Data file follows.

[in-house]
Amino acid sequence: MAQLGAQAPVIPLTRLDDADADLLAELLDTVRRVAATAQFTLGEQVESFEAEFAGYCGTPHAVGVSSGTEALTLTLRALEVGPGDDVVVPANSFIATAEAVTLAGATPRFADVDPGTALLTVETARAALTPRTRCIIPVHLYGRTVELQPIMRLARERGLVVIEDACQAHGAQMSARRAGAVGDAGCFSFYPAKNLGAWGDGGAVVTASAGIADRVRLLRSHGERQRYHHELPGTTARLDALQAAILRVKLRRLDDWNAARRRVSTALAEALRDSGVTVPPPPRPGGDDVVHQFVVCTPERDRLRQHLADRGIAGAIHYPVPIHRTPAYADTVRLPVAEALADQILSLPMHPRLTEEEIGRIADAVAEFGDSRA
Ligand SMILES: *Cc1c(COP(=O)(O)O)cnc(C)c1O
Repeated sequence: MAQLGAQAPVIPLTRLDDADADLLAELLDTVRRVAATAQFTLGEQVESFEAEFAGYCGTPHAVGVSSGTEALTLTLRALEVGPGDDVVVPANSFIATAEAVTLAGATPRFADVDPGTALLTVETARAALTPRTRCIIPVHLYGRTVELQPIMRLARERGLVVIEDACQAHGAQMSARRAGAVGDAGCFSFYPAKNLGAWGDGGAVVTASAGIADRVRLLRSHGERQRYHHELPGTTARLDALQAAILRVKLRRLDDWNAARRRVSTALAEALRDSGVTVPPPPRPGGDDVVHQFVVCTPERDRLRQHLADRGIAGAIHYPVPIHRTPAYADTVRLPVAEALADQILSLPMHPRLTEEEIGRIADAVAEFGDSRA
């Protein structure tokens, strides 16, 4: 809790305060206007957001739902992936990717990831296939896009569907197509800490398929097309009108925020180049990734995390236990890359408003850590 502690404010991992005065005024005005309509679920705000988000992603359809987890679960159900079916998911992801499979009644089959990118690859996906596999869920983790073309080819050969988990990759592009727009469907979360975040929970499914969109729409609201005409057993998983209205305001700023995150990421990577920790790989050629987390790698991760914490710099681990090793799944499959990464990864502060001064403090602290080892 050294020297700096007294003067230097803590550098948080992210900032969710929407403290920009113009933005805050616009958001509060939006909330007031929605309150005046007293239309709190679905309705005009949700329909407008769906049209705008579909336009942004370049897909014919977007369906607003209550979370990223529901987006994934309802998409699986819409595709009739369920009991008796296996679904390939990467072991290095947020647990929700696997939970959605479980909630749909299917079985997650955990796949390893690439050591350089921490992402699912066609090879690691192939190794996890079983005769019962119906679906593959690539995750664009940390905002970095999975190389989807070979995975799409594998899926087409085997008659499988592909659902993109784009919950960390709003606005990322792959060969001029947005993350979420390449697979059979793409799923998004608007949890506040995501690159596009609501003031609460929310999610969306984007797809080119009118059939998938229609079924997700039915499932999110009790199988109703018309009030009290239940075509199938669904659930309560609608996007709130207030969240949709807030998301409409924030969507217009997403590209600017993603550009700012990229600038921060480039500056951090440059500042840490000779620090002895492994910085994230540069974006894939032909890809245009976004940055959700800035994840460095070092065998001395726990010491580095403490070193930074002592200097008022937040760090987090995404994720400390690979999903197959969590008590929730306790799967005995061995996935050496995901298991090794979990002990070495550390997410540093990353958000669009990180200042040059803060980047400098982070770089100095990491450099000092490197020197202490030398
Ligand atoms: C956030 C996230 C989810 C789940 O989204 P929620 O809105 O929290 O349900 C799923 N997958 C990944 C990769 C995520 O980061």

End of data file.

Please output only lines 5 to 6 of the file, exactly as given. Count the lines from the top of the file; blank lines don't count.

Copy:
């Protein structure tokens, strides 16, 4: 809790305060206007957001739902992936990717990831296939896009569907197509800490398929097309009108925020180049990734995390236990890359408003850590 502690404010991992005065005024005005309509679920705000988000992603359809987890679960159900079916998911992801499979009644089959990118690859996906596999869920983790073309080819050969988990990759592009727009469907979360975040929970499914969109729409609201005409057993998983209205305001700023995150990421990577920790790989050629987390790698991760914490710099681990090793799944499959990464990864502060001064403090602290080892 050294020297700096007294003067230097803590550098948080992210900032969710929407403290920009113009933005805050616009958001509060939006909330007031929605309150005046007293239309709190679905309705005009949700329909407008769906049209705008579909336009942004370049897909014919977007369906607003209550979370990223529901987006994934309802998409699986819409595709009739369920009991008796296996679904390939990467072991290095947020647990929700696997939970959605479980909630749909299917079985997650955990796949390893690439050591350089921490992402699912066609090879690691192939190794996890079983005769019962119906679906593959690539995750664009940390905002970095999975190389989807070979995975799409594998899926087409085997008659499988592909659902993109784009919950960390709003606005990322792959060969001029947005993350979420390449697979059979793409799923998004608007949890506040995501690159596009609501003031609460929310999610969306984007797809080119009118059939998938229609079924997700039915499932999110009790199988109703018309009030009290239940075509199938669904659930309560609608996007709130207030969240949709807030998301409409924030969507217009997403590209600017993603550009700012990229600038921060480039500056951090440059500042840490000779620090002895492994910085994230540069974006894939032909890809245009976004940055959700800035994840460095070092065998001395726990010491580095403490070193930074002592200097008022937040760090987090995404994720400390690979999903197959969590008590929730306790799967005995061995996935050496995901298991090794979990002990070495550390997410540093990353958000669009990180200042040059803060980047400098982070770089100095990491450099000092490197020197202490030398
Ligand atoms: C956030 C996230 C989810 C789940 O989204 P929620 O809105 O929290 O349900 C799923 N997958 C990944 C990769 C995520 O980061």